The U.S. Supreme Court today considered questions about when a federal appeals court can focus on fairness, rather than the written language in a contract, in efforts to resolve a group health plan case.
Lawyers for the parties in U.S. Airways Inc. vs. McCutchen (11-1285) argued about whether they were talking about a subrogation agreement or a reimbursement agreement, and whether the court could apply the same rules to a reimbursement agreement that it could apply to a subrogation agreement.
The justices talked about how far they ought to go when trying to understand the case.
“You want us to decide a case without looking at the plan?” Justice Anthony Kennedy asked Neal Kumar Katyal, the lawyer who represented the plan, according to a transcript of the oral arguments. Kennedy later suggested that something that seemed to be a subrogation provision was not. “This plan is rather confusingly drafted,” he said
Justice Antonin Scalia questioned whether the Supreme Court should get that deeply into plan details.
“I didn’t think we took this case to review plan,” Scalia said. “Is that what the Supreme Court took the case for, to say what this particular individual plan said?
Several justices suggested that there might be a conflict between what the summary plan document (SPD) appears to say and what the plan contract itself said.
James McCutchen, the plaintiff in the case, was badly hurt in an automobile collision caused by another motorist. A group health plan governed by the Employee Retirement Income Security Act of 1974 (ERISA) covered $66,866 in medical expenses. The plan had a provision permitting it to seek reimbursement for any amounts paid for claims resulting from the actions of a third party. The plan also said in the contract that the “plan will be subrogated to all your rights to recovery,” according to court documents.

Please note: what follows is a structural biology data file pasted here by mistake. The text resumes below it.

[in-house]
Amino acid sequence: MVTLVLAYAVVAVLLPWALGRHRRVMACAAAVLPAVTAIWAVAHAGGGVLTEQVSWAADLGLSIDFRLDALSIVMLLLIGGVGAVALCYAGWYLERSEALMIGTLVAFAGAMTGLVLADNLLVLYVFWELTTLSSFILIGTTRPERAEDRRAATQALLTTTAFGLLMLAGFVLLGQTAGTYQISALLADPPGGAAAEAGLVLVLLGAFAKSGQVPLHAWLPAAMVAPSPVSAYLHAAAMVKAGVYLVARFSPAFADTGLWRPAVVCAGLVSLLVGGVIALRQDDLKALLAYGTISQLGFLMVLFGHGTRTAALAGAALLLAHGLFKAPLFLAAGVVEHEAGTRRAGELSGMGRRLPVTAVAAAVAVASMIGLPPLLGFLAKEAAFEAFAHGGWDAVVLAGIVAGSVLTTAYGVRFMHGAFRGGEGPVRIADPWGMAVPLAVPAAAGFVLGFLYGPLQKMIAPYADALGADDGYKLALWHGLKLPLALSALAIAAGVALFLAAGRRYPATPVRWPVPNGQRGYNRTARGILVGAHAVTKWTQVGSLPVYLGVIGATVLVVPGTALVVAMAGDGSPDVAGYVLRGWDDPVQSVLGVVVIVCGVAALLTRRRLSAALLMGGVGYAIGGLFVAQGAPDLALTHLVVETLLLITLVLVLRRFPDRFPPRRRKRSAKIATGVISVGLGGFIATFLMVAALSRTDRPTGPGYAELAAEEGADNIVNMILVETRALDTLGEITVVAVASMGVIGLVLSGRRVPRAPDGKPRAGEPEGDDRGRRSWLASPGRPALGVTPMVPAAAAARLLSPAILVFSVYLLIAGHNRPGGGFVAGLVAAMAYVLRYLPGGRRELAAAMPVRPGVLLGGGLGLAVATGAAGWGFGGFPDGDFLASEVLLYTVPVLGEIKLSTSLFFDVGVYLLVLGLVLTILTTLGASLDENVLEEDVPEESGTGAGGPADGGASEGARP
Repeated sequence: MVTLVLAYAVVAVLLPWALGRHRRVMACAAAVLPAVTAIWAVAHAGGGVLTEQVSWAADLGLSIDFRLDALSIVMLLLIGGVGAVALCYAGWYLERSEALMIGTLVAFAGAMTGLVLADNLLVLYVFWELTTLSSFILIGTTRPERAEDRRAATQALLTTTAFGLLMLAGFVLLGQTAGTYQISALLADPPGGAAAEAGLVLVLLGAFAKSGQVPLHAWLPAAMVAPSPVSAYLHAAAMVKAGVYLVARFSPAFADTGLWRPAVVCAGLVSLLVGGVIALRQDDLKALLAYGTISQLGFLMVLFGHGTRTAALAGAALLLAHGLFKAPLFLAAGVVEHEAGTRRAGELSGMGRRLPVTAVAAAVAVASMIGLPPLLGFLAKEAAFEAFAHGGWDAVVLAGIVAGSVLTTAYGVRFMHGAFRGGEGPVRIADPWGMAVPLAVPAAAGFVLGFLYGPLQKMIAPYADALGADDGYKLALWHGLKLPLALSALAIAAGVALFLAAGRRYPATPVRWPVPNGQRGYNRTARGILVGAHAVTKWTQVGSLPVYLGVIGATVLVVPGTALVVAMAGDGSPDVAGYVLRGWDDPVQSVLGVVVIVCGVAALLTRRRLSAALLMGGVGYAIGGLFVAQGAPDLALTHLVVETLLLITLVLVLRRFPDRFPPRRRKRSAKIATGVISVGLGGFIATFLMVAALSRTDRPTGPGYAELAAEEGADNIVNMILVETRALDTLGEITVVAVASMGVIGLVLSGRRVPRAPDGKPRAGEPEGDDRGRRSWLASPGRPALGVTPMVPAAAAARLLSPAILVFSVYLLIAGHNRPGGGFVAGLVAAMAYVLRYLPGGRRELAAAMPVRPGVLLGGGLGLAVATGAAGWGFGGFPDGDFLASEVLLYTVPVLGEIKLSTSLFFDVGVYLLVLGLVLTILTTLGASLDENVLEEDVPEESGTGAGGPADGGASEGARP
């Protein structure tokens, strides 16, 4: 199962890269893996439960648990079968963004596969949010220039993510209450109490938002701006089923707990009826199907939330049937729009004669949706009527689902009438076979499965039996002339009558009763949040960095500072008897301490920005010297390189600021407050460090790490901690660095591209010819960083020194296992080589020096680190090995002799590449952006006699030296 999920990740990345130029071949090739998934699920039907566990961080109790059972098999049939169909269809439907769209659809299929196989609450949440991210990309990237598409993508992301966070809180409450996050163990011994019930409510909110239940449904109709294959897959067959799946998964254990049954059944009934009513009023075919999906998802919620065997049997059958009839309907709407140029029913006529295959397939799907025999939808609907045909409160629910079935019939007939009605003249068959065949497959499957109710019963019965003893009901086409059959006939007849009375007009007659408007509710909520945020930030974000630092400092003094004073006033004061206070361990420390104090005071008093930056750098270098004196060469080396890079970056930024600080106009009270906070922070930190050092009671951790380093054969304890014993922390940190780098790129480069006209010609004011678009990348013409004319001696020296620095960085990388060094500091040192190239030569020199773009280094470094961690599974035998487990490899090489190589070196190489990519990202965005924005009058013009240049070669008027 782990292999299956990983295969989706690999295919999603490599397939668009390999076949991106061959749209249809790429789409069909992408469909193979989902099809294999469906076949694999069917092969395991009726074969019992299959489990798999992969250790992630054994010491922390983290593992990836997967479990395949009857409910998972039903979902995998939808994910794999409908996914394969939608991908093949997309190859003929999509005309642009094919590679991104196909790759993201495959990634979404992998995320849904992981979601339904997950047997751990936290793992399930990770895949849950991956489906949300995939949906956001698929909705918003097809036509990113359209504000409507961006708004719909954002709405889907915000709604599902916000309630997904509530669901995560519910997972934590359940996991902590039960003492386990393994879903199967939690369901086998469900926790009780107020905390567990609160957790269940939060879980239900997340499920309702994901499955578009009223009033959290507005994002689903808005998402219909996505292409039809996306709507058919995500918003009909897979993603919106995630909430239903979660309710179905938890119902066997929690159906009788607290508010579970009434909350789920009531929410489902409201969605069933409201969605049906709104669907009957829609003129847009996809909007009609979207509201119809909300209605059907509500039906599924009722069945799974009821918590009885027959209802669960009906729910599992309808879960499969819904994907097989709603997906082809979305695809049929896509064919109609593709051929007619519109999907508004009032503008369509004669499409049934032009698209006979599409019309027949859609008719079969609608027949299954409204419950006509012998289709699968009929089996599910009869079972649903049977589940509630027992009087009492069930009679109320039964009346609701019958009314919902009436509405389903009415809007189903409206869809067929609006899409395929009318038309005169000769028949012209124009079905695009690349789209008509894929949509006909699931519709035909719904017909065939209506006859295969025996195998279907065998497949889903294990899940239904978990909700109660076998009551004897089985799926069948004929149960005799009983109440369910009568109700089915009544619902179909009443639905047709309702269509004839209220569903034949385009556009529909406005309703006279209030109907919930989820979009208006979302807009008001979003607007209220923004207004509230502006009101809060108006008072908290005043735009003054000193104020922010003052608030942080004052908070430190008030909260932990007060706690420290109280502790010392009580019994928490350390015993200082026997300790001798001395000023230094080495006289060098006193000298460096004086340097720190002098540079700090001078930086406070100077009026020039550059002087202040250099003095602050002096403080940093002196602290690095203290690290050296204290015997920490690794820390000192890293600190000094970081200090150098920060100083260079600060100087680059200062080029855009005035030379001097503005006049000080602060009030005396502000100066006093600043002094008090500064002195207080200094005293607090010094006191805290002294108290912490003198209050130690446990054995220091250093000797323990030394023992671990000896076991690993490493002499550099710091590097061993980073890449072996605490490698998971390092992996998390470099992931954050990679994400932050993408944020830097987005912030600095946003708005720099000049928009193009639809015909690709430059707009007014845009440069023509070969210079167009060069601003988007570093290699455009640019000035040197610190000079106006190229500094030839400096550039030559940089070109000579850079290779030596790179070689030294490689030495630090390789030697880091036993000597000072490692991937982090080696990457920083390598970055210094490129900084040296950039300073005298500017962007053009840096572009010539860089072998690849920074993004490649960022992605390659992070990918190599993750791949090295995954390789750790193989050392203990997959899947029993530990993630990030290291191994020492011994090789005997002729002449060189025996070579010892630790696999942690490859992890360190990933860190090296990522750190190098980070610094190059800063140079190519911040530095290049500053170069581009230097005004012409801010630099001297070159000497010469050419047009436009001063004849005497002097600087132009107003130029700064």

McCutchen received $10,000 through a settlement with the other driver and $100,000 in underinsured motorist coverage. He paid a 40 percent contingency fee and ended up with $66,000 in cash.
The employer plan first asked for reimbursement of the $66,866 that it had paid. When McCutchen’s lawyers objected, the plan then sued in federal court to seek “appropriate equitable relief.”
The plan said appropriate equitable relief included the $66,000 in cash that McCutchen had received, $41,500 that McCutchen’s lawyers had put in a trust, and $25,366 in cash from McCutchen.
In “equitable” actions, courts are supposed to try to focus more on what they believe to be fair than on the letter of the law or the letter of a contract.
A three-judge panel at the 3rd U.S. Circuit Court of Appeals ruled in November 2011 that it agreed with McCutchen that awarding the health plan more cash than McCutchen himself had received would lead to “unjust enrichment” of the health plan.
“Because the amount of the judgment exceeds the net amount of McCutchen’s third-party recovery, it leaves him with less than full payment for his emergency medical bills, thus undermining the entire purpose of the plan,” Julio Fuentes, a 3rd Circuit judge, wrote in an opinion for the court.